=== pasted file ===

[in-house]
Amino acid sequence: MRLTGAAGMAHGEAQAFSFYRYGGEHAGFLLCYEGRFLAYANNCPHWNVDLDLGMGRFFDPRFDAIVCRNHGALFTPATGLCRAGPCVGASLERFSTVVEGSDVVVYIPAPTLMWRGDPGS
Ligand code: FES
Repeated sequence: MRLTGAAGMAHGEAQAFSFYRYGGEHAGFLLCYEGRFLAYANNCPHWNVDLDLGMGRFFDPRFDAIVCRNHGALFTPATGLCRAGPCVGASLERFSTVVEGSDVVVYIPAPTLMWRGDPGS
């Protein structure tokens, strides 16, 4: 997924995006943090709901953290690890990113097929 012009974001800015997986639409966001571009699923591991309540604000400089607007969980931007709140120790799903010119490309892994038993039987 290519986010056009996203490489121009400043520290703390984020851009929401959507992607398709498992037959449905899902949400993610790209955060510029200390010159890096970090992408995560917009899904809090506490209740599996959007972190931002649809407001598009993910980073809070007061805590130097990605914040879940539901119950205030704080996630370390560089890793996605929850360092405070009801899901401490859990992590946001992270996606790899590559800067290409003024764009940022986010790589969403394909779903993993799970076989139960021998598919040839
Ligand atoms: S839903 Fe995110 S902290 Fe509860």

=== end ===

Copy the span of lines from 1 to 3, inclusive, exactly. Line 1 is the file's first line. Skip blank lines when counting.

[in-house]
Amino acid sequence: MRLTGAAGMAHGEAQAFSFYRYGGEHAGFLLCYEGRFLAYANNCPHWNVDLDLGMGRFFDPRFDAIVCRNHGALFTPATGLCRAGPCVGASLERFSTVVEGSDVVVYIPAPTLMWRGDPGS
Ligand code: FES